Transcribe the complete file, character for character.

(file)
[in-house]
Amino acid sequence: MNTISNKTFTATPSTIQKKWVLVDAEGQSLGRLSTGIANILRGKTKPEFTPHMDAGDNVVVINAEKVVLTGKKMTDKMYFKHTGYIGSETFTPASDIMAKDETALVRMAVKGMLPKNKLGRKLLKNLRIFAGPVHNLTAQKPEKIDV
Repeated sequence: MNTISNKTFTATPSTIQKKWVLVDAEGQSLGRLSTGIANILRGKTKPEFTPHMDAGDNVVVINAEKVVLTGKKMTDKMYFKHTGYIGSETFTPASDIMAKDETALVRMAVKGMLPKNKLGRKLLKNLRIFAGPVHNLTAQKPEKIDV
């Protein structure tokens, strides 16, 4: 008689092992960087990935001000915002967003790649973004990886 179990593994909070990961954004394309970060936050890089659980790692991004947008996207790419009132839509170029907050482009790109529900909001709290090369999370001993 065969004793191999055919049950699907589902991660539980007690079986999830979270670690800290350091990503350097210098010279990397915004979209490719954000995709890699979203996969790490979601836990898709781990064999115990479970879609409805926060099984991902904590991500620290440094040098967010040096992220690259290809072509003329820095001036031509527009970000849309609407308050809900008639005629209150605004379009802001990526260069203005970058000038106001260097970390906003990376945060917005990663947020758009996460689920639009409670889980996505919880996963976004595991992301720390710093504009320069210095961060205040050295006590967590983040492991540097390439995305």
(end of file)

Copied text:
[in-house]
Amino acid sequence: MNTISNKTFTATPSTIQKKWVLVDAEGQSLGRLSTGIANILRGKTKPEFTPHMDAGDNVVVINAEKVVLTGKKMTDKMYFKHTGYIGSETFTPASDIMAKDETALVRMAVKGMLPKNKLGRKLLKNLRIFAGPVHNLTAQKPEKIDV
Repeated sequence: MNTISNKTFTATPSTIQKKWVLVDAEGQSLGRLSTGIANILRGKTKPEFTPHMDAGDNVVVINAEKVVLTGKKMTDKMYFKHTGYIGSETFTPASDIMAKDETALVRMAVKGMLPKNKLGRKLLKNLRIFAGPVHNLTAQKPEKIDV
């Protein structure tokens, strides 16, 4: 008689092992960087990935001000915002967003790649973004990886 179990593994909070990961954004394309970060936050890089659980790692991004947008996207790419009132839509170029907050482009790109529900909001709290090369999370001993 065969004793191999055919049950699907589902991660539980007690079986999830979270670690800290350091990503350097210098010279990397915004979209490719954000995709890699979203996969790490979601836990898709781990064999115990479970879609409805926060099984991902904590991500620290440094040098967010040096992220690259290809072509003329820095001036031509527009970000849309609407308050809900008639005629209150605004379009802001990526260069203005970058000038106001260097970390906003990376945060917005990663947020758009996460689920639009409670889980996505919880996963976004595991992301720390710093504009320069210095961060205040050295006590967590983040492991540097390439995305």